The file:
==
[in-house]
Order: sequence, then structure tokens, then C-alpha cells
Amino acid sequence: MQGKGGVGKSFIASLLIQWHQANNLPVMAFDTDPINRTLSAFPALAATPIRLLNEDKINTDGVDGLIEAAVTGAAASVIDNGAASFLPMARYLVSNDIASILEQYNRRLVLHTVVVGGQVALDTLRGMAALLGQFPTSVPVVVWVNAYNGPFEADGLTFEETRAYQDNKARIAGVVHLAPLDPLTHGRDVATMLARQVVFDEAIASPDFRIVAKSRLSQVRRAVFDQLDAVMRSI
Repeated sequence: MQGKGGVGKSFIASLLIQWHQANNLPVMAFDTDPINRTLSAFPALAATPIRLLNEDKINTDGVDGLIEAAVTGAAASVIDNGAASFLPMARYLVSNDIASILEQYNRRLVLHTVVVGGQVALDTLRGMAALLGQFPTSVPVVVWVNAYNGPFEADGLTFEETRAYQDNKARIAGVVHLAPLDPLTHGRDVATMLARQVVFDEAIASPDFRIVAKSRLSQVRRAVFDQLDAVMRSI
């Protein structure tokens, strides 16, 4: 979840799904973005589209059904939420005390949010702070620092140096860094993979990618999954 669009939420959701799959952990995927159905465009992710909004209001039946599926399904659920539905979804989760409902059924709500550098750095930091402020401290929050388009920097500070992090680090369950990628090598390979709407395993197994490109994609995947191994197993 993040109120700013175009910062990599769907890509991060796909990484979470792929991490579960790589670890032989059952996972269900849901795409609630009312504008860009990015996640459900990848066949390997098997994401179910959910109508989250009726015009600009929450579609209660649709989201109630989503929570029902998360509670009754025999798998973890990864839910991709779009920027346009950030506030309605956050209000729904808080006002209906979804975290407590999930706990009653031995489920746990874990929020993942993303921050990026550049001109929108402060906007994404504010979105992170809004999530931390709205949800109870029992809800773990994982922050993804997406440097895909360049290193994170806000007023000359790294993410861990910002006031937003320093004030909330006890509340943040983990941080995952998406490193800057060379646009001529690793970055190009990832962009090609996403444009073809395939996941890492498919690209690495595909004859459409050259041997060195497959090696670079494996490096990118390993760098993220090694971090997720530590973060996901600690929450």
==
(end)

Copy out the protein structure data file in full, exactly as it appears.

[in-house]
Order: sequence, then structure tokens, then C-alpha cells
Amino acid sequence: MQGKGGVGKSFIASLLIQWHQANNLPVMAFDTDPINRTLSAFPALAATPIRLLNEDKINTDGVDGLIEAAVTGAAASVIDNGAASFLPMARYLVSNDIASILEQYNRRLVLHTVVVGGQVALDTLRGMAALLGQFPTSVPVVVWVNAYNGPFEADGLTFEETRAYQDNKARIAGVVHLAPLDPLTHGRDVATMLARQVVFDEAIASPDFRIVAKSRLSQVRRAVFDQLDAVMRSI
Repeated sequence: MQGKGGVGKSFIASLLIQWHQANNLPVMAFDTDPINRTLSAFPALAATPIRLLNEDKINTDGVDGLIEAAVTGAAASVIDNGAASFLPMARYLVSNDIASILEQYNRRLVLHTVVVGGQVALDTLRGMAALLGQFPTSVPVVVWVNAYNGPFEADGLTFEETRAYQDNKARIAGVVHLAPLDPLTHGRDVATMLARQVVFDEAIASPDFRIVAKSRLSQVRRAVFDQLDAVMRSI
């Protein structure tokens, strides 16, 4: 979840799904973005589209059904939420005390949010702070620092140096860094993979990618999954 669009939420959701799959952990995927159905465009992710909004209001039946599926399904659920539905979804989760409902059924709500550098750095930091402020401290929050388009920097500070992090680090369950990628090598390979709407395993197994490109994609995947191994197993 993040109120700013175009910062990599769907890509991060796909990484979470792929991490579960790589670890032989059952996972269900849901795409609630009312504008860009990015996640459900990848066949390997098997994401179910959910109508989250009726015009600009929450579609209660649709989201109630989503929570029902998360509670009754025999798998973890990864839910991709779009920027346009950030506030309605956050209000729904808080006002209906979804975290407590999930706990009653031995489920746990874990929020993942993303921050990026550049001109929108402060906007994404504010979105992170809004999530931390709205949800109870029992809800773990994982922050993804997406440097895909360049290193994170806000007023000359790294993410861990910002006031937003320093004030909330006890509340943040983990941080995952998406490193800057060379646009001529690793970055190009990832962009090609996403444009073809395939996941890492498919690209690495595909004859459409050259041997060195497959090696670079494996490096990118390993760098993220090694971090997720530590973060996901600690929450």